Why should you even care about LinkedIn SEO? It’s a social media site, right? It doesn’t affect your search rankings…right?
I can see why you would think that, but it’s not entirely correct.
LinkedIn is a dynamic resource that Google indexes and crawls frequently. So optimizing your personal LinkedIn profile as well as your organization’s page can send the right signals to Google; thus enhancing your overall rankings. How many times did it happen that you did a query on Google, and one of the first results was a business profile or an article posted on LinkedIn?
With 600 million people using it, LinkedIn’s nature is search. That’s why the platform has its own internal search engine. So just like Google or any other search engine, LinkedIn will choose among the best-optimized profiles to position in the first results.
How Does The LinkedIn Search Engine Work?
Although it follows the same principle as any other search engine (meaning deliver the most accurate result for a query), LinkedIn’s has certain particularities to keep in mind. On their own website, they say that ‘unlike standard search engines, we generate relevance uniquely for each member”. So the results will depend on each user’s profile, activity, and connections.
On that same page, LinkedIn recommends “to avoid overfilling your profile with keywords and only include the keywords that best reflect your expertise and experience” (AKA keyword stuffing). They also mention that relevance is a proprietary algorithm that they’re “constantly improving”. That relevance is determined not only by the quality and originality of your content. In LinkedIn, they observe:
- Searcher’s activity within the platform
- The type of profiles returned after each query
- Similar searches by other users.
- Users search history
How To Get SEO Results Within LinkedIn
The first thing to consider when optimizing yourLinkedIn for SEO is that the platform has an incredibly high domain authority. Just look at these results on Ahrefs:
We mentioned that Google indexes and crawls LinkedIn regularly. Google has high regard on LinkedIn for a very simple reason: the platform receives fresh, original content on a daily basis, shared organically by thousands of real users. That’s why it’s very usual that LinkedIn delivers user’s profiles and blog posts as search results. So having your LinkedIn profile information complete and in detail is the ground zero of optimizing your LinkedIn profile for SEO.
Using Keywords Properly for LinkedIn SEO
You should use relevant keywords on your profile, as long as they sound natural. If you decide to do this, you can implement them in:
- Your job title and responsibilities
- Your profile’s headline
- Your page’s public URL
- Your profile’s photo and banner image
- Your blog posts and web site’s pages to share on LinkedIn
One detail to keep in mind about keywords: Google features approximately the first 160 characters in its search results. So if you plan on adding keywords, do it at the beginning of your profile. That way, you’re making it easier for algorithms, and ultimately the readers, to find you. Keep also in mind that those 160 characters vary depending on the word length.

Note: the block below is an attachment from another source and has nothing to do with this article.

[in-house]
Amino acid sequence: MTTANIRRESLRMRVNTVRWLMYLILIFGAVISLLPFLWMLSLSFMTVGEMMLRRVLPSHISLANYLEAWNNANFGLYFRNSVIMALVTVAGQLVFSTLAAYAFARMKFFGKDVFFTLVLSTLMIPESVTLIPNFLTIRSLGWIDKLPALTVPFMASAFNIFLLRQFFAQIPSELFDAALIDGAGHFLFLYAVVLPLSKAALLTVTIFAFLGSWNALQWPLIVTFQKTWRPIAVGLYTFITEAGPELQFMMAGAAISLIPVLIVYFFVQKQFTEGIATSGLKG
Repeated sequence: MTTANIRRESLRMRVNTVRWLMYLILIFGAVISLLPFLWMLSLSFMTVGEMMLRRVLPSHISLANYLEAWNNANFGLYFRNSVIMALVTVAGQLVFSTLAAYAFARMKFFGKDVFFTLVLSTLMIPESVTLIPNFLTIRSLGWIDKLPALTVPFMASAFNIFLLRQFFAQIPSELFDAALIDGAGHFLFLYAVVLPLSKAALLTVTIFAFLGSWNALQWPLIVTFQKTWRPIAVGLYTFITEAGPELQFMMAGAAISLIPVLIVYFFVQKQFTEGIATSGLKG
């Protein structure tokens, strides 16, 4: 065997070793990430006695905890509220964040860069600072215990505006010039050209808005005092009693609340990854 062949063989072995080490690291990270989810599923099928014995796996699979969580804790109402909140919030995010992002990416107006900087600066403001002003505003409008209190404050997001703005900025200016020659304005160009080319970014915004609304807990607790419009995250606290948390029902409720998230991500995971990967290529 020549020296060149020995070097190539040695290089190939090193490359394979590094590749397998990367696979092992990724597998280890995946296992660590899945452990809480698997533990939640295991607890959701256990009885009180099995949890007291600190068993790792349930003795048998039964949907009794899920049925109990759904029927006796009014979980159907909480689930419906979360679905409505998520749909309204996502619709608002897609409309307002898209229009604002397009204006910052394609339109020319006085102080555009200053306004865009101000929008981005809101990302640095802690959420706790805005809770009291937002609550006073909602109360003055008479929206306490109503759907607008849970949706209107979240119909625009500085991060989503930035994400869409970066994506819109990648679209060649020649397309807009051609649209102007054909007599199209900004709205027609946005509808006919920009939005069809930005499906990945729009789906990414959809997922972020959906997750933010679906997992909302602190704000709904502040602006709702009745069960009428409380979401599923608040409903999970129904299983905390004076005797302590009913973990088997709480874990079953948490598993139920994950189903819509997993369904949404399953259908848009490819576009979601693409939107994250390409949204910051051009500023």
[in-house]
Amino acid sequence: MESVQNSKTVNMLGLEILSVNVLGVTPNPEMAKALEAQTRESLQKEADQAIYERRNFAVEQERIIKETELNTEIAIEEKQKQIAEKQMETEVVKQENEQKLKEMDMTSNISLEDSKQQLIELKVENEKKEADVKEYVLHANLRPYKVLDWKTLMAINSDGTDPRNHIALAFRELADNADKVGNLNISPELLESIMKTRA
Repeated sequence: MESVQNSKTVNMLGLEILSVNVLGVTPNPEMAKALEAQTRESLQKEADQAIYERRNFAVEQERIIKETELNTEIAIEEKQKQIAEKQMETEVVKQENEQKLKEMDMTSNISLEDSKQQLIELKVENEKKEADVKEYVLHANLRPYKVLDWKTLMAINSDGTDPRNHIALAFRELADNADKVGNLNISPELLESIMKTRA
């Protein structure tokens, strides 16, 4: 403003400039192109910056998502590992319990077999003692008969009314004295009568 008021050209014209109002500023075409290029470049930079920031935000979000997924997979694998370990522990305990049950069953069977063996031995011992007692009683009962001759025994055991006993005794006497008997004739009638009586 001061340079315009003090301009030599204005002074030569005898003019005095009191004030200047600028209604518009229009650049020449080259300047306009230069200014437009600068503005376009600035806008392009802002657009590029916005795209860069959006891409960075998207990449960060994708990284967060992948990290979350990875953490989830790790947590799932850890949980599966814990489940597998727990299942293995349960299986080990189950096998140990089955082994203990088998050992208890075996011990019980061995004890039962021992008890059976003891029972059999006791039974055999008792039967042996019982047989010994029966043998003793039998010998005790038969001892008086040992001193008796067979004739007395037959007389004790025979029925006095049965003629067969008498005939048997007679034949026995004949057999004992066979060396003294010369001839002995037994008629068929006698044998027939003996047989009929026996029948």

Frequent Content Share – Posts & Articles
This may sound obvious but yes, just like any other social media platform LinkedIn requires you to post content frequently. That way, Google can find new information when it crawls it. Aside from the content you already create for your website, you can also use LinkedIn articles to repurpose your blog posts.
There’s a big difference between LinkedIn posts and Linkedin articles. Posts are limited to 1,300 characters, while articles on LinkedIn can be up to 125,000 characters in length. Articles are also good to raise your visibility, as they appear right next to your activity on your profile.
You should use both articles and posts: with one, you get extra exposure; with the other, you get backlinks.
One bad thing about having a website is that you need to wait until people find you. But with LinkedIn, you can go after the people! Of course, this needs to be done in an acceptable, non-spammy way. But the very nature of LinkedIn is to network and connect with fellow professionals and companies. LinkedIn’s search algorithm is based on that premise. You can even notice that the first results for a query on LinkedIn are from your 1st, 2nd, or even 3rd level connections. The same applies to your network’s contacts, who might get your profile and/or business page in their results.
LinkedIn provides useful analytic reports that show how many profile views you received, your search appearances, post views, new followers, and other data you can seize in your LinkedIn SEO. You can also track conversions and incorporate data from Google Analytics to determine how many of your site’s visitors are coming from your Linkedin Profile or business page.
Optimizing for People First
As you probably saw in this article, many of the basic premises of search engine optimization apply to LinkedIn SEO. The technical side is important, but the human side is more. If you don’t follow the tips provided in this article with a ‘people first’ mindset, your efforts will very likely fail. Long gone are the times in which SEO was all about shortcuts or even worse, trying to ‘cheat the system’. That applies to Google as well as LinkedIn, and the internet in general.
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